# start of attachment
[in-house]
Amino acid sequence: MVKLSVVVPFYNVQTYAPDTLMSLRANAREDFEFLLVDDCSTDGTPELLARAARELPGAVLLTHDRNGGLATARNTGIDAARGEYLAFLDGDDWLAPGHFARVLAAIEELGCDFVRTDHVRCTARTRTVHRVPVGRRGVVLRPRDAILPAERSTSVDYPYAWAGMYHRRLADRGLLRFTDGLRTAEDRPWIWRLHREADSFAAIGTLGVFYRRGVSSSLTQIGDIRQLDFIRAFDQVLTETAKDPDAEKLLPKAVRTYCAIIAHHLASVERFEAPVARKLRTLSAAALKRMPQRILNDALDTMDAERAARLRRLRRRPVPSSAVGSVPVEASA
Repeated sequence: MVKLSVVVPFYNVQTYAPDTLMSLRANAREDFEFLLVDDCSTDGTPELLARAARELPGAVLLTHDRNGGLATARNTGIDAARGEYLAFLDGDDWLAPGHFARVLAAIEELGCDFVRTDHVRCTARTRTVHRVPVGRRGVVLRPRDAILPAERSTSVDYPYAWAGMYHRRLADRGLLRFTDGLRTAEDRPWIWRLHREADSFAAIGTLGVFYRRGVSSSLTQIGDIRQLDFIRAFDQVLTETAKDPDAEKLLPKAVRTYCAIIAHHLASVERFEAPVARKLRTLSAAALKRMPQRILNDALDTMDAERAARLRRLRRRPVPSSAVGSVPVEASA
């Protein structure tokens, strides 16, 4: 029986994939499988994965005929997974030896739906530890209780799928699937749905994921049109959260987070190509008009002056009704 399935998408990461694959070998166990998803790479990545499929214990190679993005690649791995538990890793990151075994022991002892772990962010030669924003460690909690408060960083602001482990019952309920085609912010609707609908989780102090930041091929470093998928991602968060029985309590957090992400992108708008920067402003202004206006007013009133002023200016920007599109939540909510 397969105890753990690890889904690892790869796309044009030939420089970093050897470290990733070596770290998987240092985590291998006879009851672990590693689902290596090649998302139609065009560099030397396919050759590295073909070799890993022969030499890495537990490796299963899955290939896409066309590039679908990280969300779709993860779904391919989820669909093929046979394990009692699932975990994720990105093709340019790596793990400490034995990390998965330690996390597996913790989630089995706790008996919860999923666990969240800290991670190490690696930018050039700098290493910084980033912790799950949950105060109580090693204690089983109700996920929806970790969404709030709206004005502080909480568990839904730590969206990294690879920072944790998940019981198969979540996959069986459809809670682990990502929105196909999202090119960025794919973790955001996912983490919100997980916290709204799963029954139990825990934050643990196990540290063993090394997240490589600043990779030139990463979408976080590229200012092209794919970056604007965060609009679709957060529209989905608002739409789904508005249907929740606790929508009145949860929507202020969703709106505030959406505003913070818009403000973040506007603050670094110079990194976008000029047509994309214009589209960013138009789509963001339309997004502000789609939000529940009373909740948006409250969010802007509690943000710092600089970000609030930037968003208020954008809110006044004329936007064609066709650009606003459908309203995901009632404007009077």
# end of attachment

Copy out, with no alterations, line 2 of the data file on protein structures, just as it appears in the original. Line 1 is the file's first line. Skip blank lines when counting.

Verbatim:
Amino acid sequence: MVKLSVVVPFYNVQTYAPDTLMSLRANAREDFEFLLVDDCSTDGTPELLARAARELPGAVLLTHDRNGGLATARNTGIDAARGEYLAFLDGDDWLAPGHFARVLAAIEELGCDFVRTDHVRCTARTRTVHRVPVGRRGVVLRPRDAILPAERSTSVDYPYAWAGMYHRRLADRGLLRFTDGLRTAEDRPWIWRLHREADSFAAIGTLGVFYRRGVSSSLTQIGDIRQLDFIRAFDQVLTETAKDPDAEKLLPKAVRTYCAIIAHHLASVERFEAPVARKLRTLSAAALKRMPQRILNDALDTMDAERAARLRRLRRRPVPSSAVGSVPVEASA